Microenvironmental control of glucose metabolism in tumors by regulation of pyruvate dehydrogenase.

Golias T, Kery M, Radenkovic S, Papandreou I
Int J Cancer 144 674-686 02/15/2019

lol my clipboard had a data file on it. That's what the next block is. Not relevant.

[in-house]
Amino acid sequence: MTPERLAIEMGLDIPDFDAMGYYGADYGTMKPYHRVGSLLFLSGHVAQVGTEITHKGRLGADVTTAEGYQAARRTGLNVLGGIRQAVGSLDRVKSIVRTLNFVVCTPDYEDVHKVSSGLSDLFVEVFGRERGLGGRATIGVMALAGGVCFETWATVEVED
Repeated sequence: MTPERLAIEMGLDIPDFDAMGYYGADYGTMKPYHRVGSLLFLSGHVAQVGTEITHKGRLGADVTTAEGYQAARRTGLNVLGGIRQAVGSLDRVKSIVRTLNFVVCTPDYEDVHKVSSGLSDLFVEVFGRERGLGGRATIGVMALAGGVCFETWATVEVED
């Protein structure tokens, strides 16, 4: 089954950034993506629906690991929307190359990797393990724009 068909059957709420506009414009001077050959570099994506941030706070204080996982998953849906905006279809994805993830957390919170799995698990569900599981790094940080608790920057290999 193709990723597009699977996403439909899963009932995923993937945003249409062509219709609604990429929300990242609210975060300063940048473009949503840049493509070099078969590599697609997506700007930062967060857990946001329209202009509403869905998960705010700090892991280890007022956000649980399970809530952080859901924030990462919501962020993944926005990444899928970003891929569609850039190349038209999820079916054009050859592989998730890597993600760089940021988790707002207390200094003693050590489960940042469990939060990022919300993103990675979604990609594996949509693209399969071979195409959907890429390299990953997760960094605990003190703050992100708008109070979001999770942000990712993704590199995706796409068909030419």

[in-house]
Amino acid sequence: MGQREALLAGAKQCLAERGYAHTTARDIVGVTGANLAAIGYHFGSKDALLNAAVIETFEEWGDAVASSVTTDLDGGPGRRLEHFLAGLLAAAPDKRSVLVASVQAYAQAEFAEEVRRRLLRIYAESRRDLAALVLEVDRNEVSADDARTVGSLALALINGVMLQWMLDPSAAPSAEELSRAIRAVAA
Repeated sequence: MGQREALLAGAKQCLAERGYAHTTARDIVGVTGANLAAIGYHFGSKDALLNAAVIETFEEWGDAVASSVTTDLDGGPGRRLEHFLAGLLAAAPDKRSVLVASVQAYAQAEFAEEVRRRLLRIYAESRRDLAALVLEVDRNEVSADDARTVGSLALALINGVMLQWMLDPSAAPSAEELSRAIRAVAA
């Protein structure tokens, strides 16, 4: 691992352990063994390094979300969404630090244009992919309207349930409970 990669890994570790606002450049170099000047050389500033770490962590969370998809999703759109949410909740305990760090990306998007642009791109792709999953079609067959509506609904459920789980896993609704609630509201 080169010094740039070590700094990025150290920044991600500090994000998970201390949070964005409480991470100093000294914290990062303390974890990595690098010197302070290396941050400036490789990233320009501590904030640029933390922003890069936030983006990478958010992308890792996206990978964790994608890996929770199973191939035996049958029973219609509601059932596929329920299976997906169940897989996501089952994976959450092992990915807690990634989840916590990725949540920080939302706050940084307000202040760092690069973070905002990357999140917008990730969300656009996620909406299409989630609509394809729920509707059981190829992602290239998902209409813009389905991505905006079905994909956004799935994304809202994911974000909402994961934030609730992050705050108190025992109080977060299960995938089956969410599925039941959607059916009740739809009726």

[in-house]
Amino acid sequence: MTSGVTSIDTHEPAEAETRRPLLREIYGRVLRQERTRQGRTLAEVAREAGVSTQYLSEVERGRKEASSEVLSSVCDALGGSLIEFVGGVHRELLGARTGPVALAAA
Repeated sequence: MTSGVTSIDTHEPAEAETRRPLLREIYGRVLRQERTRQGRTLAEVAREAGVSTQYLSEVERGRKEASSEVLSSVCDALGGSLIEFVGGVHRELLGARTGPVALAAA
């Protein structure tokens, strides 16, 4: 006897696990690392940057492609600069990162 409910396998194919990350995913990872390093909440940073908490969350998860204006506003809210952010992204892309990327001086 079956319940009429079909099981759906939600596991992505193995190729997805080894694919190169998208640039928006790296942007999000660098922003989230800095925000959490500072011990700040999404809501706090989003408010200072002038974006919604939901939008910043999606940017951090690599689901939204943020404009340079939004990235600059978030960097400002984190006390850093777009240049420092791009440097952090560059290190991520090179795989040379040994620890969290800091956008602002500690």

During malignant progression cancer cells undergo a series of changes, which promote their survival, invasiveness and metastatic process. One of them is a change in glucose metabolism. Unlike normal cells, which mostly rely on the tricarboxylic acid cycle (TCA), many cancer types rely on glycolysis. Pyruvate dehydrogenase complex (PDC) is the gatekeeper enzyme between these two pathways and is responsible for converting pyruvate to acetyl-CoA, which can then be processed further in the TCA cycle. Its activity is regulated by PDP (pyruvate dehydrogenase phosphatases) and PDHK (pyruvate dehydrogenase kinases). Pyruvate dehydrogenase kinase exists in 4 tissue specific isoforms (PDHK1-4), the activities of which are regulated by different factors, including hormones, hypoxia and nutrients. PDHK1 and PDHK3 are active in the hypoxic tumor microenvironment and inhibit PDC, resulting in a decrease of mitochondrial function and activation of the glycolytic pathway. High PDHK1/3 expression is associated with worse prognosis in patients, which makes them a promising target for cancer therapy. However, a better understanding of PDC's enzymatic regulation in vivo and of the mechanisms of PDHK-mediated malignant progression is necessary for the design of better PDHK inhibitors and the selection of patients most likely to benefit from such inhibitors.

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